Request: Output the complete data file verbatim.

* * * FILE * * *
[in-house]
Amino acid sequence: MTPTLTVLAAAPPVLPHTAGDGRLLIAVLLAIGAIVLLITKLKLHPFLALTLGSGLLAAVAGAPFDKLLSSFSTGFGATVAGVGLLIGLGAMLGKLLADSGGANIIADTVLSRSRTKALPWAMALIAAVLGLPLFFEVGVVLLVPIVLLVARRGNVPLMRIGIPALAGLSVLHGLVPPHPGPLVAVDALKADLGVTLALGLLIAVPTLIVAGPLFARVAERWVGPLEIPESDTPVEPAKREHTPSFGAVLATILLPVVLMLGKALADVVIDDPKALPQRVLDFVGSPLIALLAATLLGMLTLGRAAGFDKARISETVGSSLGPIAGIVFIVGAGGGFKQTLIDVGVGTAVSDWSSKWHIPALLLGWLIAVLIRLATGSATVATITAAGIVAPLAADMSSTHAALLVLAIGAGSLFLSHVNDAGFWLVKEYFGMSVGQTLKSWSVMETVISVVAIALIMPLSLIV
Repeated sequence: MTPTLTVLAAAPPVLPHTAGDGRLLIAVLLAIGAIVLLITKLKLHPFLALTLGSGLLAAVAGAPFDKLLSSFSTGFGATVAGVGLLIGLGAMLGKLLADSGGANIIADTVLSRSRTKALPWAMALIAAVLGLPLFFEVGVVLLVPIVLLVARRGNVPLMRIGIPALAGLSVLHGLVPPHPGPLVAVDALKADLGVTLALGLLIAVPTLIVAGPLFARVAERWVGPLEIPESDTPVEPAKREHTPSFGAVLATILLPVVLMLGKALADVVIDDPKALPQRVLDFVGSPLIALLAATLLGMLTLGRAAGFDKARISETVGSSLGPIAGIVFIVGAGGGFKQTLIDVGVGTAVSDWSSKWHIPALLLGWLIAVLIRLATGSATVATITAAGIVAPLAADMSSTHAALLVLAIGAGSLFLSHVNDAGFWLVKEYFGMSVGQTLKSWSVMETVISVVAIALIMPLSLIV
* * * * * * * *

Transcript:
[in-house]
Amino acid sequence: MTPTLTVLAAAPPVLPHTAGDGRLLIAVLLAIGAIVLLITKLKLHPFLALTLGSGLLAAVAGAPFDKLLSSFSTGFGATVAGVGLLIGLGAMLGKLLADSGGANIIADTVLSRSRTKALPWAMALIAAVLGLPLFFEVGVVLLVPIVLLVARRGNVPLMRIGIPALAGLSVLHGLVPPHPGPLVAVDALKADLGVTLALGLLIAVPTLIVAGPLFARVAERWVGPLEIPESDTPVEPAKREHTPSFGAVLATILLPVVLMLGKALADVVIDDPKALPQRVLDFVGSPLIALLAATLLGMLTLGRAAGFDKARISETVGSSLGPIAGIVFIVGAGGGFKQTLIDVGVGTAVSDWSSKWHIPALLLGWLIAVLIRLATGSATVATITAAGIVAPLAADMSSTHAALLVLAIGAGSLFLSHVNDAGFWLVKEYFGMSVGQTLKSWSVMETVISVVAIALIMPLSLIV
Repeated sequence: MTPTLTVLAAAPPVLPHTAGDGRLLIAVLLAIGAIVLLITKLKLHPFLALTLGSGLLAAVAGAPFDKLLSSFSTGFGATVAGVGLLIGLGAMLGKLLADSGGANIIADTVLSRSRTKALPWAMALIAAVLGLPLFFEVGVVLLVPIVLLVARRGNVPLMRIGIPALAGLSVLHGLVPPHPGPLVAVDALKADLGVTLALGLLIAVPTLIVAGPLFARVAERWVGPLEIPESDTPVEPAKREHTPSFGAVLATILLPVVLMLGKALADVVIDDPKALPQRVLDFVGSPLIALLAATLLGMLTLGRAAGFDKARISETVGSSLGPIAGIVFIVGAGGGFKQTLIDVGVGTAVSDWSSKWHIPALLLGWLIAVLIRLATGSATVATITAAGIVAPLAADMSSTHAALLVLAIGAGSLFLSHVNDAGFWLVKEYFGMSVGQTLKSWSVMETVISVVAIALIMPLSLIV